Saturday, January 27, 2007


This is perhaps "the" Gujarati dish. A delicious medley of spring vegetables slow-cooked to perfection.

On a personal note, the CC never liked this as a kid, but age even if it doesn't bring wisdom, does indeed bring more things to eat. Hurrah!

The dish quite literally means "upside down". A whole slew of delicious vegetables, spices, and prepared foods were tossed into a clay pot, the whole ensemble was sealed; the pot was placed upside down in a pit, and a fire was built on top of it. The embers surrounded the entire pot, and the dish was slow-cooked.

Needless to say, this is quite literally impossible in the modern kitchen (although if anyone is willing to do the work, the CC will fly to anywhere within the 48 states with the ingredients.)

The dish crucially relies upon "green garlic" (a.k.a. "spring garlic",) and no! substitutions may not be made.

Most of the ingredients listed below are reasonably exotic in the US (although one can easily get them in Indian grocery markets in spring and summer.) Thankfully, someone has had the wisdom to provide them in frozen form which while not quite ideal, is not bad.

The whole recipe is going to take the better part of half a day to cook (if you want to do it right, and the CC knows you do!)

The uncommitted need not apply.

There are many parts to this recipe so the CC is going to present the recipe sectionally. Commentary is added in italics for your delectation.

Please don't forget the final goal. Dump the entire melange into a pot, and slow cook.


Methi muthiya

1 bunch fenugreek leaves finely chopped(methi)
1/4 cup whole wheat flour (the Indian fine-ground kind not the supermarket one.)
3/4 cup chickpea flour (besan)
1 tbsp green chilli-ginger paste
1/2 tsp turmeric powder
juice of 1 lime
salt to taste

Mix all the above, and knead into a soft dough. Add some water if needed.

Divide the mixture into 20-25 portions, and shape each like miniature American footballs.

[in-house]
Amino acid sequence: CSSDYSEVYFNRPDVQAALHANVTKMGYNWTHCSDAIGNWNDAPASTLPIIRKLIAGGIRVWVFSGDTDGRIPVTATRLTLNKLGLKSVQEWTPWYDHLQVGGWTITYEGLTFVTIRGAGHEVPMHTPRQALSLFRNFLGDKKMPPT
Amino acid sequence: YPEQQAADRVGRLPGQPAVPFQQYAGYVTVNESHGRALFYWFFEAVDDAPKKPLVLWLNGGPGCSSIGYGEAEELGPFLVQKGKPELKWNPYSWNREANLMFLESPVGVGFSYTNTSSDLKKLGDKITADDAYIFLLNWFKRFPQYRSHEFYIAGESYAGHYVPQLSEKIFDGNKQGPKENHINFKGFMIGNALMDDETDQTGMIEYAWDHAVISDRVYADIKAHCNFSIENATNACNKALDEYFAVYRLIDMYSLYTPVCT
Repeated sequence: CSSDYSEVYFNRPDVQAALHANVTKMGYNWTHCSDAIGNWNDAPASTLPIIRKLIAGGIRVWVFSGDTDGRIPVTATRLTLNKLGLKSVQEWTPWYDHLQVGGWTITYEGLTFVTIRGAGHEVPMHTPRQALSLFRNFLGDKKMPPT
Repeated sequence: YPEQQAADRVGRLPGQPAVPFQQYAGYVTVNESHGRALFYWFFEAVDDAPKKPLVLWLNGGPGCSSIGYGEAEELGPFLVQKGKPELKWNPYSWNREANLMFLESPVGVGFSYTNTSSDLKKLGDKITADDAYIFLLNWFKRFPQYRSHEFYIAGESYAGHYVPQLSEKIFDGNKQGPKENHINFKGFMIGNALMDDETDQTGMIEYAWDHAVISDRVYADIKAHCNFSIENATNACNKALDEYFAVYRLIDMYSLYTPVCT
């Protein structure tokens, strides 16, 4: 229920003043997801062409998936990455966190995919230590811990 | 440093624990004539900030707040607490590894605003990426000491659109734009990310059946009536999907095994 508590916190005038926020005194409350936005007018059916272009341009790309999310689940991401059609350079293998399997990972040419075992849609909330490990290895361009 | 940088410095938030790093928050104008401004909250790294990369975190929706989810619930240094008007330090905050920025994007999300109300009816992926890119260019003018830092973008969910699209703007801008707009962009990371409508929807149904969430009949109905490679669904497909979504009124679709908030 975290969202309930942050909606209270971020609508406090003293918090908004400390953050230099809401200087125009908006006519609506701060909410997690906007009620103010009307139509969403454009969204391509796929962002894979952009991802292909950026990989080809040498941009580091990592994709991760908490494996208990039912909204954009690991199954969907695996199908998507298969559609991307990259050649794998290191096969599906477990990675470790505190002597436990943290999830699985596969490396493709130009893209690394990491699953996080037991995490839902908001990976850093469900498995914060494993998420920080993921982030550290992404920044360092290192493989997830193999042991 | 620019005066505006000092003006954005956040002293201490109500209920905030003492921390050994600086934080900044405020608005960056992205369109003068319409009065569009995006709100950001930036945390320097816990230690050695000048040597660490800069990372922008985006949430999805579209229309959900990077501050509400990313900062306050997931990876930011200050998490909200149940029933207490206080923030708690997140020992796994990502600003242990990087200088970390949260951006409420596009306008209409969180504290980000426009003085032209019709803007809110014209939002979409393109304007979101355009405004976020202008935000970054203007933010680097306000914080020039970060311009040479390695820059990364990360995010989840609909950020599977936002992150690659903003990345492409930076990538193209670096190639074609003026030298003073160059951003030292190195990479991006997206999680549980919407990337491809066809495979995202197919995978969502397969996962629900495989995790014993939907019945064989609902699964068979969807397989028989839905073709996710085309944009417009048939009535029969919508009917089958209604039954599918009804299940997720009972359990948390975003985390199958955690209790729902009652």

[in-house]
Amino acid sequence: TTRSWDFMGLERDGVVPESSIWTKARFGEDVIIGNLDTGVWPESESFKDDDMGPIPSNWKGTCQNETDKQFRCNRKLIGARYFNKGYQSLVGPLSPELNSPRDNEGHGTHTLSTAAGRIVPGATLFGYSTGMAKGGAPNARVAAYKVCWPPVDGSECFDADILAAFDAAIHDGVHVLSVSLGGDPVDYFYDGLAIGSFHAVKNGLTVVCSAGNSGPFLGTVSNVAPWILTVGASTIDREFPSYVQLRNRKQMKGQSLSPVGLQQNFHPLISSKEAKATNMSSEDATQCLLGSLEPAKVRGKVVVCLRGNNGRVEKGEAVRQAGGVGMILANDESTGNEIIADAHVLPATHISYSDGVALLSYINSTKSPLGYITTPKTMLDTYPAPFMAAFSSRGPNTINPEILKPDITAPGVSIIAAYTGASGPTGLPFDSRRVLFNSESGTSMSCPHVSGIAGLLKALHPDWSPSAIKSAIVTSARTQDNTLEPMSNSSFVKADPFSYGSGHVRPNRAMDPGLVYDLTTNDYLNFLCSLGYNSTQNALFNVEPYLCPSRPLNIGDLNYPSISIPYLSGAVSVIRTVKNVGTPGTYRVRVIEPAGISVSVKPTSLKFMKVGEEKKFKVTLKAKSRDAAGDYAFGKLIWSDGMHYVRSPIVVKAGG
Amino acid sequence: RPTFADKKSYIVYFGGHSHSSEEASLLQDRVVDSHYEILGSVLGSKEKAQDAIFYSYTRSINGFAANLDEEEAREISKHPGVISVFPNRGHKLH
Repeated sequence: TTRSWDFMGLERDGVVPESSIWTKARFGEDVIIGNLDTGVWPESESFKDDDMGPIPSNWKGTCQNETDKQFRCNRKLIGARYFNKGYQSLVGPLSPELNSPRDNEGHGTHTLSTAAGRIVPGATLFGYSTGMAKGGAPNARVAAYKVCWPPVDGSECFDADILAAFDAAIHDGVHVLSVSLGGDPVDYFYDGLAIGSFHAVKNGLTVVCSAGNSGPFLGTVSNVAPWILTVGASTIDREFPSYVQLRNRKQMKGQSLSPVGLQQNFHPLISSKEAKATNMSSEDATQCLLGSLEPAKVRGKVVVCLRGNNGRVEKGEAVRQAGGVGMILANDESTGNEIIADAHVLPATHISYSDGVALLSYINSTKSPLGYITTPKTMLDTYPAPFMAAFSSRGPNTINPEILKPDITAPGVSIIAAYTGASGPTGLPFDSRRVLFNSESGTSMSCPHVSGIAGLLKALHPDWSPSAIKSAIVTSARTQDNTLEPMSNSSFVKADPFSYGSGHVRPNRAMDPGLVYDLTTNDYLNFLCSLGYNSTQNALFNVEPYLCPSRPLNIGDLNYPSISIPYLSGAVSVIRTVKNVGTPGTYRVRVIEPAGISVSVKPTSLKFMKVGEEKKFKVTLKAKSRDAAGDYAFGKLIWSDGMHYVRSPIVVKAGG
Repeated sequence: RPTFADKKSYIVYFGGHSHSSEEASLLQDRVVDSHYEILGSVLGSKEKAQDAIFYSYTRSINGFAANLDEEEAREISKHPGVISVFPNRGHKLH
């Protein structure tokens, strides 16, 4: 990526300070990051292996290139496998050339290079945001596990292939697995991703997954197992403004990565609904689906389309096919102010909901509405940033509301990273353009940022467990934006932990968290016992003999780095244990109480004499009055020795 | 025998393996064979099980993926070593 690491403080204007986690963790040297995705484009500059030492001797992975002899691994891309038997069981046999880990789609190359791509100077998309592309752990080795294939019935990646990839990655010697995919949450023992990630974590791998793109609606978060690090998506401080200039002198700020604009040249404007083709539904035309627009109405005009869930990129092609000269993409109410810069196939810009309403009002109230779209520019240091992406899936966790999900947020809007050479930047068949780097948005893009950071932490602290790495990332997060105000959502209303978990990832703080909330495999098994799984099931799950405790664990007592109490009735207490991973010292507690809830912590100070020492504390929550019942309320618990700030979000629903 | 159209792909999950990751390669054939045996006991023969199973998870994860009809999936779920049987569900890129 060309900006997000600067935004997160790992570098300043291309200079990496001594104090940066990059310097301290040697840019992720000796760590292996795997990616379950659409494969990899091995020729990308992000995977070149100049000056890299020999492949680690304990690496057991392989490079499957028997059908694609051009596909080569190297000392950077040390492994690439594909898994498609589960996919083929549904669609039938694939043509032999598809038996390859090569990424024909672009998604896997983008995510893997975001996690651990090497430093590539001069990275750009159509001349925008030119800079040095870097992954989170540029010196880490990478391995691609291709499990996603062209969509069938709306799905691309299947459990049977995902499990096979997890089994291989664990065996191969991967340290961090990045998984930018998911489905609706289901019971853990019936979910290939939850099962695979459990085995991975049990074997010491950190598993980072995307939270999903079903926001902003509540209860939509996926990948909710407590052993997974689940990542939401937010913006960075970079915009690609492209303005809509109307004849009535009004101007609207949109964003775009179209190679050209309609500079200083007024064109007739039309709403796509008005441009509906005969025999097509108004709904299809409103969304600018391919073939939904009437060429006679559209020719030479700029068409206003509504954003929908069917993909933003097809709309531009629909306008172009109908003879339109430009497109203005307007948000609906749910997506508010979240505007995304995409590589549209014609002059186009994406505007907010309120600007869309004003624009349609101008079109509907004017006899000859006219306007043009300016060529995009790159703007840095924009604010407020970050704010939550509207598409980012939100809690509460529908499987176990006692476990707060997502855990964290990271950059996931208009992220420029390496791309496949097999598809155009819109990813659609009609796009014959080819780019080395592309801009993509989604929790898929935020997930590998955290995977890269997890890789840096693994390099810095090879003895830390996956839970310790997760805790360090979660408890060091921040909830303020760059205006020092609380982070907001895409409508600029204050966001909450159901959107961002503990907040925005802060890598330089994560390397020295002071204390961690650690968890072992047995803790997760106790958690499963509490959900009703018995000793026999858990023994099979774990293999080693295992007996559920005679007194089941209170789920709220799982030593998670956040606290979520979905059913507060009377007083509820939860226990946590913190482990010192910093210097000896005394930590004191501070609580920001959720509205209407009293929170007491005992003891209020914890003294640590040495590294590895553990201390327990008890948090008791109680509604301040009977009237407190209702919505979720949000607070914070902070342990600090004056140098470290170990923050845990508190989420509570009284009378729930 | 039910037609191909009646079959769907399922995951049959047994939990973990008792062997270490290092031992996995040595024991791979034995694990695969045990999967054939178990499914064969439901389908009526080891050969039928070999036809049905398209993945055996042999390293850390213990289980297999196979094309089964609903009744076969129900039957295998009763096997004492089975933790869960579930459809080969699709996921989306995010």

It's a joy to watch experienced cooks shape these balls. They work so fast that it's hard to believe!

These need to be fried. Pan-fried is fine with a thin layer of oil as long as you keep rotating them. Drain on a paper towel, and keep aside.

The Spices

1/2-3/4 cup fresh green garlic (chopped)
4 tbsp dhanajeeru (roasted cumin-coriander seeds powdered)
2-3 tbsp green chilli-ginger paste
3/4 cup cilantro (finely chopped)
1/4 cup fresh coconut grated
2 tsp chilli powder
1 tbsp carom seeds (ajwain)
1 tbsp lime juice
salt to taste

You can just use the food processor for this. And, "frozen grated coconut" is available in Indian grocery stores. This is the ultimate modern convenience since freezing doesn't affect the texture.

The Vegetables

2 cups surti papdi
2 cups purple yam (kand), diced into cubes
2 cups yellow yam (suran), diced into cubes
2 cups "new" potatoes
1 cup sweet potatoes, diced into cubes
4-5 small eggplants (the tiny, round Indian ones)
3 plaintains

1/4 tbsp asafoetida
4-5 tbsp green chilli-ginger paste

Here are some of the ingredients:

green garlic


surati papdi

The eggplants and the plaintains need to be cut in a special way since they are going to be stuffed with the spices above.

Some pictures are worth a thousand words:

See the slits? That's where the spices from section 2 are going to get stuffed into.

Heat 8 tbsp oil in a pan. Add the asafoetida, followed by the green chilli-ginger paste and fry for a bit. Add the eggplants, and the plaintains, and fry till the eggplant is just slightly tender.

Add all the stuff to the pot, and seal the pot. Traditionally, this is done using dough but foil will do in a pinch.

Reduce the heat to the lowest setting, and cook for roughly 40-50 minutes. Don't open it!

(Alternately, you could just put the whole thing in the oven at 400F for about an hour.)

1 comment:

naper271 said...

nice photos!